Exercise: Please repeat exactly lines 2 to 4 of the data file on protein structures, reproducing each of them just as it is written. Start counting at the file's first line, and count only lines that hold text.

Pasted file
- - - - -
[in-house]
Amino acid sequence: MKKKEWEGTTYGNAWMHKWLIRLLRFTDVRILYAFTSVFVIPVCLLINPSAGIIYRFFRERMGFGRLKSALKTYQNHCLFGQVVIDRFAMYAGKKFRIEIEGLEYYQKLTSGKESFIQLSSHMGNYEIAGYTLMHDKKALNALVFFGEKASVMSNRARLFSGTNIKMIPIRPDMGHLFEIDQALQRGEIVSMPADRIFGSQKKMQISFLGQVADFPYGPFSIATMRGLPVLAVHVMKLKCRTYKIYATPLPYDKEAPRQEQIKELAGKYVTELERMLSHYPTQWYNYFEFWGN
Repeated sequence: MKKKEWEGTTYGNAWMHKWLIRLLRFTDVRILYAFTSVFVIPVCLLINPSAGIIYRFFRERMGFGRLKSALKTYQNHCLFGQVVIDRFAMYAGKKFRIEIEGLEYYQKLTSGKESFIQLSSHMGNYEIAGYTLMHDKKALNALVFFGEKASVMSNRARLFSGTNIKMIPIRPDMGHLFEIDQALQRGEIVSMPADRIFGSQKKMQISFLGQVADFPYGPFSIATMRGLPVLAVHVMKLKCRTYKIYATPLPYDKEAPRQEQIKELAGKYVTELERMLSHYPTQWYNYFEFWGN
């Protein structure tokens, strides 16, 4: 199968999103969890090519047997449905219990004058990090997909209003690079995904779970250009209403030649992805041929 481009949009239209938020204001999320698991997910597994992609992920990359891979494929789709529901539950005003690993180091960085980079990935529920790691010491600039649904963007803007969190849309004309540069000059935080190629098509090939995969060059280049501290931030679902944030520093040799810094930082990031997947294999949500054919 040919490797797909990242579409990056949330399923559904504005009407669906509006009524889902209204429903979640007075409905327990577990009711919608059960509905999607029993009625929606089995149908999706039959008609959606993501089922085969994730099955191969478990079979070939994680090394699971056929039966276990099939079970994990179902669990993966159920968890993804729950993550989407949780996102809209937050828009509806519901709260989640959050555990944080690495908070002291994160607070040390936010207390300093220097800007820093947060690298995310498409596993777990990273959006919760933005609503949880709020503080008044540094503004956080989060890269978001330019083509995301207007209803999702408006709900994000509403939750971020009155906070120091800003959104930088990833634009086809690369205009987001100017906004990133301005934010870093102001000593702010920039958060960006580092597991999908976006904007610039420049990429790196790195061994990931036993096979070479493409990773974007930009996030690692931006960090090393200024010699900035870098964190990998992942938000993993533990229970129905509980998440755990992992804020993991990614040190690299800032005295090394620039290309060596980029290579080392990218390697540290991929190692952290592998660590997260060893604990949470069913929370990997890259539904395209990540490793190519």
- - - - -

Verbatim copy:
Amino acid sequence: MKKKEWEGTTYGNAWMHKWLIRLLRFTDVRILYAFTSVFVIPVCLLINPSAGIIYRFFRERMGFGRLKSALKTYQNHCLFGQVVIDRFAMYAGKKFRIEIEGLEYYQKLTSGKESFIQLSSHMGNYEIAGYTLMHDKKALNALVFFGEKASVMSNRARLFSGTNIKMIPIRPDMGHLFEIDQALQRGEIVSMPADRIFGSQKKMQISFLGQVADFPYGPFSIATMRGLPVLAVHVMKLKCRTYKIYATPLPYDKEAPRQEQIKELAGKYVTELERMLSHYPTQWYNYFEFWGN
Repeated sequence: MKKKEWEGTTYGNAWMHKWLIRLLRFTDVRILYAFTSVFVIPVCLLINPSAGIIYRFFRERMGFGRLKSALKTYQNHCLFGQVVIDRFAMYAGKKFRIEIEGLEYYQKLTSGKESFIQLSSHMGNYEIAGYTLMHDKKALNALVFFGEKASVMSNRARLFSGTNIKMIPIRPDMGHLFEIDQALQRGEIVSMPADRIFGSQKKMQISFLGQVADFPYGPFSIATMRGLPVLAVHVMKLKCRTYKIYATPLPYDKEAPRQEQIKELAGKYVTELERMLSHYPTQWYNYFEFWGN
């Protein structure tokens, strides 16, 4: 199968999103969890090519047997449905219990004058990090997909209003690079995904779970250009209403030649992805041929 481009949009239209938020204001999320698991997910597994992609992920990359891979494929789709529901539950005003690993180091960085980079990935529920790691010491600039649904963007803007969190849309004309540069000059935080190629098509090939995969060059280049501290931030679902944030520093040799810094930082990031997947294999949500054919 040919490797797909990242579409990056949330399923559904504005009407669906509006009524889902209204429903979640007075409905327990577990009711919608059960509905999607029993009625929606089995149908999706039959008609959606993501089922085969994730099955191969478990079979070939994680090394699971056929039966276990099939079970994990179902669990993966159920968890993804729950993550989407949780996102809209937050828009509806519901709260989640959050555990944080690495908070002291994160607070040390936010207390300093220097800007820093947060690298995310498409596993777990990273959006919760933005609503949880709020503080008044540094503004956080989060890269978001330019083509995301207007209803999702408006709900994000509403939750971020009155906070120091800003959104930088990833634009086809690369205009987001100017906004990133301005934010870093102001000593702010920039958060960006580092597991999908976006904007610039420049990429790196790195061994990931036993096979070479493409990773974007930009996030690692931006960090090393200024010699900035870098964190990998992942938000993993533990229970129905509980998440755990992992804020993991990614040190690299800032005295090394620039290309060596980029290579080392990218390697540290991929190692952290592998660590997260060893604990949470069913929370990997890259539904395209990540490793190519």